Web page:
Your Tuesday Briefing: Balloon Tensions Escalate

A Chinese spy balloon floated over the U.S. for a week before a jet shot it down on Feb. 4.Credit…Randall Hill/Reuters

The balloon dispute escalates

Diplomatic tensions between the U.S. and China escalated as the U.S. tried to explain its downing of three unidentified flying objects over the weekend and China accused the U.S. of sending its own unauthorized high-altitude balloons over Chinese airspace.

A White House official said the flying objects had posed a threat to civilian aircraft even though the military had not identified their purpose. The objects were not sending out communications signals, and there was no indication that Americans on the ground were in danger, he said.

In a jab at Washington, China’s foreign ministry said that it was “common” for U.S. balloons to illegally enter the airspace of other nations and that U.S. high-altitude balloons had flown over China without permission more than 10 times since last year. The U.S. denied the claim.

The latest exchange is yielding insights into China’s ambitions for balloons in “near space,” a part of the atmosphere that is too high for most planes to stay aloft in for very long and too low for space satellites. Chinese strategists see near space as an arena of the growing great-power rivalry in surveillance: Both planes and satellites are vulnerable to detection, blocking and attacks.

What’s going on up there? It is not clear if there are suddenly more objects flying over North America, but since the spy balloon was detected, the U.S. and Canadian militaries have become hypervigilant in flagging some objects that might previously have been allowed to pass.

A camp for displaced earthquake victims in Osmaniye, Turkey, on Sunday.Credit…Sergey Ponomarev for The New York Times

Turkey’s homeless

A week after a powerful earthquake hit Turkey and Syria, leaving more than 35,000 dead, more than one million people remained homeless in Turkey, struggling to survive in the ruins of cities and under extreme cold.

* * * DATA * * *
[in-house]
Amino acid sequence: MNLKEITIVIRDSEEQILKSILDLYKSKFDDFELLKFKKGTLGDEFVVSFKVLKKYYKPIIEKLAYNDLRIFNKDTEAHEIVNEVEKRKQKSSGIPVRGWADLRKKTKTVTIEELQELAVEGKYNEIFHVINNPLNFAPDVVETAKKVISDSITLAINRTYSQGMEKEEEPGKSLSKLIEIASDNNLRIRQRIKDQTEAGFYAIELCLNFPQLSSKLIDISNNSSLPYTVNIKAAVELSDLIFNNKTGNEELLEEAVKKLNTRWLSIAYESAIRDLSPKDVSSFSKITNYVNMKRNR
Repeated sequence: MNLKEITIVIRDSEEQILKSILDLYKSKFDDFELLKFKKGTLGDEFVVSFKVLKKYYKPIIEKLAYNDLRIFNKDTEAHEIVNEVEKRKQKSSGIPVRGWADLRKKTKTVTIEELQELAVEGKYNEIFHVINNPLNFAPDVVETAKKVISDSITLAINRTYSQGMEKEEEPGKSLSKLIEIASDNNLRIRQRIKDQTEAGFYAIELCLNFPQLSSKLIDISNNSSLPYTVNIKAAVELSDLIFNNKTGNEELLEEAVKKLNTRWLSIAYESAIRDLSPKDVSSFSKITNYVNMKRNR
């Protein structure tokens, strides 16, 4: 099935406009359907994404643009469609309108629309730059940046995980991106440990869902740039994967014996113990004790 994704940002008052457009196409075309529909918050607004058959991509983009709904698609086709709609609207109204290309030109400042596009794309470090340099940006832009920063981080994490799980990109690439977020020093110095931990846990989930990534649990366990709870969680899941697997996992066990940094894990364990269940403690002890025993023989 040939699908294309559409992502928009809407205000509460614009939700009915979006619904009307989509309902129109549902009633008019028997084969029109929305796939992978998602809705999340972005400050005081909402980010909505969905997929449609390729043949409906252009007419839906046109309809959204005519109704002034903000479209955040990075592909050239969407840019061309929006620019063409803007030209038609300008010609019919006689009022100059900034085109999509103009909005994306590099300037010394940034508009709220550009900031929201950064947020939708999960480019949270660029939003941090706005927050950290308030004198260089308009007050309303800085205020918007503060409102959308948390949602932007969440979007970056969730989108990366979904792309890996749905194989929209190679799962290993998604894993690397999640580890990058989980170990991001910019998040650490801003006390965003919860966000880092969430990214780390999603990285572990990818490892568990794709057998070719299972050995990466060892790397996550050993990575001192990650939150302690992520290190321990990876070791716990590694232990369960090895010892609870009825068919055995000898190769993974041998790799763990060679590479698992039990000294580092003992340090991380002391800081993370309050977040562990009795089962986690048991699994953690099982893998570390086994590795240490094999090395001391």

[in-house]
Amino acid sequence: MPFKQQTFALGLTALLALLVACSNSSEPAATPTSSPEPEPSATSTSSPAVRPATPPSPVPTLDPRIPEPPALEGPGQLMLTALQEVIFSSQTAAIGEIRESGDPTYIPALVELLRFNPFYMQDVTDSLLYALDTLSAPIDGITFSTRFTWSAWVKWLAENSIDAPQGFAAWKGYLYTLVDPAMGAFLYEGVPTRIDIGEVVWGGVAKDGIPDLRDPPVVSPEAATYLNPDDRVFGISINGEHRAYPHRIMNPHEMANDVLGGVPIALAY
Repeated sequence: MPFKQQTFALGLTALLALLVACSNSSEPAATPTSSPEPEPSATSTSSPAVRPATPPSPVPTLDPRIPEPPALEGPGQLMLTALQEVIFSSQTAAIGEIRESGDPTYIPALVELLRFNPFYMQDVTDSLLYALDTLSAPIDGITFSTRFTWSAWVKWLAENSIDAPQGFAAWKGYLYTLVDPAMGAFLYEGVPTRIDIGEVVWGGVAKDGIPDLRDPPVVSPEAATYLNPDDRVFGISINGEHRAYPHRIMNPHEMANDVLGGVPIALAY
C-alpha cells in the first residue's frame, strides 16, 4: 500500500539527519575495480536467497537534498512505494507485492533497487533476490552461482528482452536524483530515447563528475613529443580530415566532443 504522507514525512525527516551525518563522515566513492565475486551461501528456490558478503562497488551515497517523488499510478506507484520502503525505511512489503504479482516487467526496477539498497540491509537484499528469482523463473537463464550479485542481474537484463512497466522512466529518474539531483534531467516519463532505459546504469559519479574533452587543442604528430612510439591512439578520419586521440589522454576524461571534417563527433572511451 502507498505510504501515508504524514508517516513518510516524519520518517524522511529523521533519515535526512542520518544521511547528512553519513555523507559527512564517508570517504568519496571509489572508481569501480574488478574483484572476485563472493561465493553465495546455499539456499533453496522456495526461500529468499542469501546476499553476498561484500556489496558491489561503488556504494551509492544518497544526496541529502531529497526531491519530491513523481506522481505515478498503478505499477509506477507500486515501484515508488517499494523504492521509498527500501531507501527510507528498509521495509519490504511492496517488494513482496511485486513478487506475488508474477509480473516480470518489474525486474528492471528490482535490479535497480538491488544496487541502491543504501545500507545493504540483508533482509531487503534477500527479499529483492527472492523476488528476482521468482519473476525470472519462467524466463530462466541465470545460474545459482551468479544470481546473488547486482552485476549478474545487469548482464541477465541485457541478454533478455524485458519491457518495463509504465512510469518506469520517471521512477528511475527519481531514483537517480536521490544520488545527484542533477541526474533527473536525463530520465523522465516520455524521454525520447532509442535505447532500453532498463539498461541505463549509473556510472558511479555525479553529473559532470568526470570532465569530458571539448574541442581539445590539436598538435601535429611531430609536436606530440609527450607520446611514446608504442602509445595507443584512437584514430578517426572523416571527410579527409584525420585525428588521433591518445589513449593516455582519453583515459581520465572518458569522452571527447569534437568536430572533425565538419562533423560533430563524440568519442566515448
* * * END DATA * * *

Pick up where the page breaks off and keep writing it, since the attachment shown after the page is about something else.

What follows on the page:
There is a desperate need for temporary housing. People have erected tents and makeshift shelters in parks, sidewalks and the courtyards of mosques. Turkey’s national emergency management agency has distributed a huge quantity of tents, but the sheer scale of the disaster means many still lack shelter.

Safe buildings? Some housing complexes in Turkey, supposedly built to modern seismic codes, fell because of the quake while others nearby remained standing. The inconsistent damage has increased scrutiny of construction regulations.

The State of the War

  • Free Russia Legion: Russian soldiers repelled by President Vladimir V. Putin’s invasion of Ukraine have taken arms against their home country — and they’re engaged in some of the war’s most heated fighting.
  • In the East: The Wagner private military company said its fighters had seized a village outside Bakhmut, as Moscow’s forces continue a brutal campaign that has nearly encircled the strategic city.
  • Wagner’s Founder: Yevgeny V. Prigozhin, the once secretive tycoon who has Mr. Putin’s support, is confounding Moscow’s Kremlin-allied elite by starting to dabble in politics alongside waging war in Ukraine.
  • Russian Aerial Barrage: Ukrainian utility crews were working to repair new and significant damage to the country’s energy grid, officials said, after Russia unleashed a major wave of missiles and attack drones.

Syria waits: While aid is flowing into Turkey, relatively little has reached parts of northwestern Syria, which is controlled by the opposition fighting the government of President Bashar al-Assad. Much of the aid sent to Syria, which has been at war for nearly 12 years, has not always contained the most urgently needed supplies, such as food.

U.N. meets: The U.N. Security Council met yesterday to discuss opening up more border crossings from Turkey to Syria. “We have so far failed the people in northwest Syria,” Martin Griffiths, the U.N. aid chief, said after visiting the border. “They rightly feel abandoned.”

Bakhmut is in ruins and just a few thousand civilians remain there.Credit…Libkos/Associated Press

Bakhmut teeters

In a sign that Bakhmut, in eastern Ukraine, could soon fall to Russia, Ukraine said it would no longer allow aid groups and civilians to enter into the city. The order could be a prelude to Ukraine’s retreat from Bakhmut, which has been the center of heavy fighting for months.

Russian fighters now appear to have surrounded the city on three sides. Ukraine said the one remaining road that its forces use to enter the city was under Russian fire. Street fighting is raging in several neighborhoods. One analytical group based in Poland said Bakhmut could fall as soon as this week.